Of course, I keep my cars a very long time, and sometimes need to take the exhaust system apart again for other repair jobs...
Over and out. Jim Snell (Indiana)
http://www.jims59.com/jims69cadillac.htm

densie

  • Guest
Re: Drill bits
« Reply #15 on: March 30, 2006, 11:34:24 AM »

  I have a welder, but, how do you weld to a stud when its flush with the block, or below?

  Extractors, yes, forget it.  They wont be any stronger than the stud that broke, so the best you can hope to do is break a piece of hard, brittle steel off inside the hole.

  A broken drill bit in there would also be a pain, but is less likely to happen, if you take your time and make a straight hole.  I drilled progressively larger each hole, and by the time Id drilled a 1/4" hole in a 3/8" stud, all the 5/16" bit has to do is to tear the remaining metal out of the threads.  Its not actually drilling or turning the stud at all, just pulling metal out.  I was surprised to find that the threads were untouched.  There wasnt even a scratch in them, because the drill bit didnt actually touch them.

  The two most important things are, drill straight down the center, and drill all of the way down through the stud.

-denise

Fred Garfield 22310

  • Guest
Re: Removing a broken exhaust stud
« Reply #16 on: March 30, 2006, 05:54:37 PM »
Jim, what are the specs on the type of stainless and brass you use?

Jim Snell

  • Guest
Re: Removing a broken exhaust stud
« Reply #17 on: March 31, 2006, 07:48:16 AM »
Howdy,
Sorry for the long posts.. I get too involved in my explanations...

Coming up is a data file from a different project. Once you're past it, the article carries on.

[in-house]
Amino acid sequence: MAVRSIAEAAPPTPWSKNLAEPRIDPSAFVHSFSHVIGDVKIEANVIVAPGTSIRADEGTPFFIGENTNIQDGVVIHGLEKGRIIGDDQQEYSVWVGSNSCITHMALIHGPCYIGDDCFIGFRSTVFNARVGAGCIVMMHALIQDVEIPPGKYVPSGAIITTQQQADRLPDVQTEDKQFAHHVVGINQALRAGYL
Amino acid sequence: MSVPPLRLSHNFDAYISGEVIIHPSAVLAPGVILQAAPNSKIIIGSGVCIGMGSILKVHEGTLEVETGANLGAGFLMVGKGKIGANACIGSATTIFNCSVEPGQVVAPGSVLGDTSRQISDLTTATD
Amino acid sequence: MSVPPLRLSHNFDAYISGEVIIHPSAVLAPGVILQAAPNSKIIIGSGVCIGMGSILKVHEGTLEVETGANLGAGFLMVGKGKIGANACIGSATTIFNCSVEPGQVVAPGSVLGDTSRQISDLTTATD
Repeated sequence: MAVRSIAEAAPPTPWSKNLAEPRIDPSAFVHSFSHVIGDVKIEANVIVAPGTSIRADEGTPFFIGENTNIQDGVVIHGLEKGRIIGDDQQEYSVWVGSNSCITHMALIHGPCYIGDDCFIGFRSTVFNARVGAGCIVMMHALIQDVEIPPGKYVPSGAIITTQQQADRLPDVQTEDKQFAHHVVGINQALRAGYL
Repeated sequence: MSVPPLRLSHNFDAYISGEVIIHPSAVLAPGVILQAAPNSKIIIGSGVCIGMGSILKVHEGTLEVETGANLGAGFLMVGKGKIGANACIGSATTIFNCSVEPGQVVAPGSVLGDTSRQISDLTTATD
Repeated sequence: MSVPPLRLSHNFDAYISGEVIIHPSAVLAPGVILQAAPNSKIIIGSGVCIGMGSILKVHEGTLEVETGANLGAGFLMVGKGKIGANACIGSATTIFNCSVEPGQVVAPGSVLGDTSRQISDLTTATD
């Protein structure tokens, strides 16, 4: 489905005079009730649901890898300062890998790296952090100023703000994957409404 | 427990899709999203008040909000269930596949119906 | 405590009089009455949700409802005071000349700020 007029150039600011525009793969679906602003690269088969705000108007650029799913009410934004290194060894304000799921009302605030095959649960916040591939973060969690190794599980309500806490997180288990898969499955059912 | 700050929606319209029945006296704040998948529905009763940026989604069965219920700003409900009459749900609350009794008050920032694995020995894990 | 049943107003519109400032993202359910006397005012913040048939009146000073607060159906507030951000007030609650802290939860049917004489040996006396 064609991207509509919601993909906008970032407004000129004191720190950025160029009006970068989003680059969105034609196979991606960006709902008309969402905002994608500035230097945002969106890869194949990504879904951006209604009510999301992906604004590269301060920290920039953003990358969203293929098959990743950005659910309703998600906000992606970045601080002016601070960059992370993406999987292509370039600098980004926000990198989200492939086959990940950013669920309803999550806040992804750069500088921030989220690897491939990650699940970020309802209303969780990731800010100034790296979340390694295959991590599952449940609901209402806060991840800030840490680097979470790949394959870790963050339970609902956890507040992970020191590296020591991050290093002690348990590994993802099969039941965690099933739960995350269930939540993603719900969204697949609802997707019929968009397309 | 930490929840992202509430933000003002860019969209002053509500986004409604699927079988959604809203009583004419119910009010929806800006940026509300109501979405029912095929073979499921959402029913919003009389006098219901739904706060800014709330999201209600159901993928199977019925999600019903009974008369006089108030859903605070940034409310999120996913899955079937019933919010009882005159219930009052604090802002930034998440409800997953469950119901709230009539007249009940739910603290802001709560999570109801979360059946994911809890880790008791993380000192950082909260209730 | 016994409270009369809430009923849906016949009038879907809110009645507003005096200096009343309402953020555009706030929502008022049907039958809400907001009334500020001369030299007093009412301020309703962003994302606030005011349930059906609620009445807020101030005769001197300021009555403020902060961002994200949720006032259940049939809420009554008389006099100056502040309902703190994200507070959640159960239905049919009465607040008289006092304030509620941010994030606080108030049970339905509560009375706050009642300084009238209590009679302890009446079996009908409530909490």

You mean what alloy? I have no idea. I get these items from NAPA, or CarQuest. Depending on the application and availability of the stud size, sometimes, I use a standard stainless bolt and just cut the head off. Depending on the application. Or if the hole passes through the manifold and exits the opposite side, I often use a stainless hex head bolt alone. These can still seize slightly in the manifold over time, but I dont think the rust can actually fuse to the stainless like the situation with steel on cast iron.. The latest studs I used this past week came with a hex head on the outer end so that a small socket could be applied to drive it into place... This is easier than the two nuts jammed together method.. I have been using these for thirty years and no problems. The nuts are two or three times as deep as a normal nut. I surmise this is to spread out more load and allow more thread contact area? The nut contact edges compress and deform slightly where they contact the "yoke". But I think this is a good thing as it keeps them from backing off, and a lock washer is many times not necessary. I just put the nut on without a washer in most cases. Depending on how big the hole is in the yoke.
Here are a couple of links on the subject:
http://www.theherd.com/articles/manifoldbolt.html
http://www.dsmparts.com/customer/product.php?productid=198
Best regards, Jim Snell

Jim Snell 21544

  • Guest
Re: Removing a broken exhaust stud
« Reply #18 on: March 31, 2006, 08:02:36 AM »
Hello again,

Just a few minutes on google, and I found another very informative link for stainless bolts. Nice photos also:

http://www.gesslerheadporting.com/members/gesslerheadporting/ghp.nsf/sub-menu/Products02

Here is one from Year One. Chevy related, but this stuff is often interchangable:

http://www.yearone.com/serverfiles/headline.asp?hid=015AA55070

Regards, Jim Snell

Fred Garfield 22310

  • Guest
Re: Removing a broken exhaust stud
« Reply #19 on: March 31, 2006, 05:21:59 PM »
Thanks for all the info, Jim. Reason I asked is that there are many alloys called "stainless," all with different characteristics. Many of them are not rust-proof. They also have different expansion rates, strenghts, etc. Will check out the links. Thanks again!